• 3. Oil will remain depressed long enough that major oil companies cannot survive and the federal government must step in to keep the industry afloat, resulting in possible nationalization of the oil industry.

  • A government buyout of all public oil and gas companies in the U.S. would cost $700 billion. This number does not include issues related to privately owned minerals, lawsuits and lobbying efforts, or private equity backed firms that would not be for sale.

  • Domestic oil and gas companies already have plans for reducing their carbon footprint. A government run national oil company would not be as efficient as private enterprise for managing and developing natural resources. The end result would leave the U.S. dependent on foreign energy sources with those nations leaving as the only winner instead of the climate or domestic workers.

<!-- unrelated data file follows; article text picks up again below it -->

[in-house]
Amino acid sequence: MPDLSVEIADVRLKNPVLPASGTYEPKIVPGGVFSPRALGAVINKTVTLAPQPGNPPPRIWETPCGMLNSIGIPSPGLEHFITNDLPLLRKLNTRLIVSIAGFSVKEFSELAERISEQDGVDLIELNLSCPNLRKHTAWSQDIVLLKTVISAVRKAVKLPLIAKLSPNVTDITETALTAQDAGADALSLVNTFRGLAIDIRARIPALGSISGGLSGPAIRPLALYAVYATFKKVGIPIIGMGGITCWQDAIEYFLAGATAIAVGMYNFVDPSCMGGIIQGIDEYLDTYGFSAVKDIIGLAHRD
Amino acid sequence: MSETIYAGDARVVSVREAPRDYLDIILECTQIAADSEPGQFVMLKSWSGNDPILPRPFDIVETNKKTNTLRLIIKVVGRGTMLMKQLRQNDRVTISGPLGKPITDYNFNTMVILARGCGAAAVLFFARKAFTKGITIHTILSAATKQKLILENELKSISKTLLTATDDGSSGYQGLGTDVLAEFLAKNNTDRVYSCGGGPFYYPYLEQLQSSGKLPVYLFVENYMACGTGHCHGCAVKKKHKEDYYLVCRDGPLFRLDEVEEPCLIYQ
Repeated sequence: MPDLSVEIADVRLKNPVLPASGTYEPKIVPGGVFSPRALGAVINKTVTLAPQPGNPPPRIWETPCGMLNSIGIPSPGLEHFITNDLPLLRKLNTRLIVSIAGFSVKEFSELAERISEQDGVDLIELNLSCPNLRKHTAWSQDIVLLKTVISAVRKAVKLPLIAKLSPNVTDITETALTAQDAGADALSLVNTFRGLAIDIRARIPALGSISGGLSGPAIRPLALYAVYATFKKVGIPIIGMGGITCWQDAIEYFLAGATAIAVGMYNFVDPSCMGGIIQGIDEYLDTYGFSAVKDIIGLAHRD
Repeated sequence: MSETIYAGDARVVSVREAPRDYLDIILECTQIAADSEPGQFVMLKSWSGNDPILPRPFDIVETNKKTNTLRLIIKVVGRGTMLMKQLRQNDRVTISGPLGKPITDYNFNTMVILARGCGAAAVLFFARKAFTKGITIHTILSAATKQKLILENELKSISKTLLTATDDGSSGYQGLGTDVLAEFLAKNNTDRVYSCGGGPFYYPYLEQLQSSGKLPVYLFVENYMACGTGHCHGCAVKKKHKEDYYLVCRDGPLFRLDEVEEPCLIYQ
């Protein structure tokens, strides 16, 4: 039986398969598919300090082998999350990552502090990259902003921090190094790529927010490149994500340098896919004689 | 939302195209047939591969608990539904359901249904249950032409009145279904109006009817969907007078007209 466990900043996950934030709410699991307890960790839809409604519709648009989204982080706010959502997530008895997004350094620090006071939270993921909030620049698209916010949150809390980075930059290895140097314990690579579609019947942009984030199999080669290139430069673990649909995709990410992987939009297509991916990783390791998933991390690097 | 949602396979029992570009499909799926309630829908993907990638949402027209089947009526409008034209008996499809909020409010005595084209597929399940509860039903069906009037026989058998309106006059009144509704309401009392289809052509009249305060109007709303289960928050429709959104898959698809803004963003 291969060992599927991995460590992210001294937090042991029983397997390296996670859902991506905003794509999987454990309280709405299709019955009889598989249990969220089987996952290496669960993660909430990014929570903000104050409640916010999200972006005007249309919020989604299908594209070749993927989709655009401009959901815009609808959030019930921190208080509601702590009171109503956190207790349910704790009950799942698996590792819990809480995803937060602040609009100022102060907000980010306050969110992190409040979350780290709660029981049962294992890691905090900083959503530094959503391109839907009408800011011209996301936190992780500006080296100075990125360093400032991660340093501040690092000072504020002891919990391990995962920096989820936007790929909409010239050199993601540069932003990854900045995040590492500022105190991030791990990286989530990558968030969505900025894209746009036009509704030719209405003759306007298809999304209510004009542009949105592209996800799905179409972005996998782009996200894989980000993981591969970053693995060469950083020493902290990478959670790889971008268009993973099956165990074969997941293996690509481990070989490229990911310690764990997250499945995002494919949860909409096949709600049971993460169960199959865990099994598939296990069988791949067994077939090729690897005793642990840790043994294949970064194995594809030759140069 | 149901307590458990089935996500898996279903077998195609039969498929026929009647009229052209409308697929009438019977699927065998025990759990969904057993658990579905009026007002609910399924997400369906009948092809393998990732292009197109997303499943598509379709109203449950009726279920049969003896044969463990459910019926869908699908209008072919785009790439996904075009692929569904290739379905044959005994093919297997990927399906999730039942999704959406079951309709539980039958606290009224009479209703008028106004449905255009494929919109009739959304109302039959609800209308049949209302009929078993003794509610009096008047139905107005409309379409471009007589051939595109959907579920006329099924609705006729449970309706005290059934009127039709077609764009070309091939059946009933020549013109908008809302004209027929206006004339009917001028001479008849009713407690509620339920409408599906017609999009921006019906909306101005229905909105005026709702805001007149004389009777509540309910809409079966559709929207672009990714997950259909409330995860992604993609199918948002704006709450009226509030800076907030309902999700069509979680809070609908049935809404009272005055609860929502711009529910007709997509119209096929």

Falling oil prices and a surge in green energy policies have breathed new life into an old idea: to nationalize the fossil fuel industry. Before the COVID-19 pandemic, the basic argument was that nationalization could expedite the phasing out of fossil fuels in order to reach climate targets while ensuring opportunities for workers in coal, oil, and gas to join other industries. The case for nationalization has gotten stronger in recent months. The share values of large fossil fuel companies have tanked, so the argument is that it is a good time for the federal government to buy. In April 2020, FastCompany estimated that a 100% government buyout of the entire sector would cost $700 billion, and a 51% stake in each of the major companies would, of course, be considerably less [1]. The problem is, nationalizing oil and gas would be a radical step, and alone would not be enough to deliver a comprehensive energy transition that can meet climate goals as well as the social objectives of the Green New Deal. 

Green New Deal